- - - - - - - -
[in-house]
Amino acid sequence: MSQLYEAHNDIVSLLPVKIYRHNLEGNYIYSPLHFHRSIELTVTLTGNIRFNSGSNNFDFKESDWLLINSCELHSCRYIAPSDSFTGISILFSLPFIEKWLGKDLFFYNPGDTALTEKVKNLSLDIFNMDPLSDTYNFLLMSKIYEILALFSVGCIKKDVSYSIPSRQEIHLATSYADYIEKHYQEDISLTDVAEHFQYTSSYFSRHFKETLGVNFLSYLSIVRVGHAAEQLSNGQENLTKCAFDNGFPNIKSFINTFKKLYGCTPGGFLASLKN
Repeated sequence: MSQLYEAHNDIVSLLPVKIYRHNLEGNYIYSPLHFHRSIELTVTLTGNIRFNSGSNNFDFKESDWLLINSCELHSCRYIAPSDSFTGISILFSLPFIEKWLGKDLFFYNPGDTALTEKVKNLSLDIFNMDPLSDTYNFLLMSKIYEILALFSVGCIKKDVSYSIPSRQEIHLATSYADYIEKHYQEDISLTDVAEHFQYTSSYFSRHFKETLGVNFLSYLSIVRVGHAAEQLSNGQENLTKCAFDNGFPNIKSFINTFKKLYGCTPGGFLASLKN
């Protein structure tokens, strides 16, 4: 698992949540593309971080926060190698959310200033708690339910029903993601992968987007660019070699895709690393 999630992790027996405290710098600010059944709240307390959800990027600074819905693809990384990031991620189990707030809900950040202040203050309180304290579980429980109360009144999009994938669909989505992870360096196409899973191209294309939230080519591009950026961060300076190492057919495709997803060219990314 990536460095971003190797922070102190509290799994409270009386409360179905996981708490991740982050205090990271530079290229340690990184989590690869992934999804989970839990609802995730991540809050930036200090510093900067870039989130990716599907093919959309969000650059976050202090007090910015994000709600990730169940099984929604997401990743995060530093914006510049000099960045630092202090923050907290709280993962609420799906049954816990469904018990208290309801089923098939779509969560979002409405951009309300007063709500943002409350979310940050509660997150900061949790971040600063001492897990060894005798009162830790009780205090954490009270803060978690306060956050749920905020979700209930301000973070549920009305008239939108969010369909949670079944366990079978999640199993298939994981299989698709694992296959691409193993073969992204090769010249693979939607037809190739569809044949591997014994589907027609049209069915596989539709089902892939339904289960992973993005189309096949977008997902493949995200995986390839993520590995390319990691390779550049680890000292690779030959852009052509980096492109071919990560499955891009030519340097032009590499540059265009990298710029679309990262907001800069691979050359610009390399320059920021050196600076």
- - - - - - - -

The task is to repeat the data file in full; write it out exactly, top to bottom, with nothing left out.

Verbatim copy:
[in-house]
Amino acid sequence: MSQLYEAHNDIVSLLPVKIYRHNLEGNYIYSPLHFHRSIELTVTLTGNIRFNSGSNNFDFKESDWLLINSCELHSCRYIAPSDSFTGISILFSLPFIEKWLGKDLFFYNPGDTALTEKVKNLSLDIFNMDPLSDTYNFLLMSKIYEILALFSVGCIKKDVSYSIPSRQEIHLATSYADYIEKHYQEDISLTDVAEHFQYTSSYFSRHFKETLGVNFLSYLSIVRVGHAAEQLSNGQENLTKCAFDNGFPNIKSFINTFKKLYGCTPGGFLASLKN
Repeated sequence: MSQLYEAHNDIVSLLPVKIYRHNLEGNYIYSPLHFHRSIELTVTLTGNIRFNSGSNNFDFKESDWLLINSCELHSCRYIAPSDSFTGISILFSLPFIEKWLGKDLFFYNPGDTALTEKVKNLSLDIFNMDPLSDTYNFLLMSKIYEILALFSVGCIKKDVSYSIPSRQEIHLATSYADYIEKHYQEDISLTDVAEHFQYTSSYFSRHFKETLGVNFLSYLSIVRVGHAAEQLSNGQENLTKCAFDNGFPNIKSFINTFKKLYGCTPGGFLASLKN
């Protein structure tokens, strides 16, 4: 698992949540593309971080926060190698959310200033708690339910029903993601992968987007660019070699895709690393 999630992790027996405290710098600010059944709240307390959800990027600074819905693809990384990031991620189990707030809900950040202040203050309180304290579980429980109360009144999009994938669909989505992870360096196409899973191209294309939230080519591009950026961060300076190492057919495709997803060219990314 990536460095971003190797922070102190509290799994409270009386409360179905996981708490991740982050205090990271530079290229340690990184989590690869992934999804989970839990609802995730991540809050930036200090510093900067870039989130990716599907093919959309969000650059976050202090007090910015994000709600990730169940099984929604997401990743995060530093914006510049000099960045630092202090923050907290709280993962609420799906049954816990469904018990208290309801089923098939779509969560979002409405951009309300007063709500943002409350979310940050509660997150900061949790971040600063001492897990060894005798009162830790009780205090954490009270803060978690306060956050749920905020979700209930301000973070549920009305008239939108969010369909949670079944366990079978999640199993298939994981299989698709694992296959691409193993073969992204090769010249693979939607037809190739569809044949591997014994589907027609049209069915596989539709089902892939339904289960992973993005189309096949977008997902493949995200995986390839993520590995390319990691390779550049680890000292690779030959852009052509980096492109071919990560499955891009030519340097032009590499540059265009990298710029679309990262907001800069691979050359610009390399320059920021050196600076």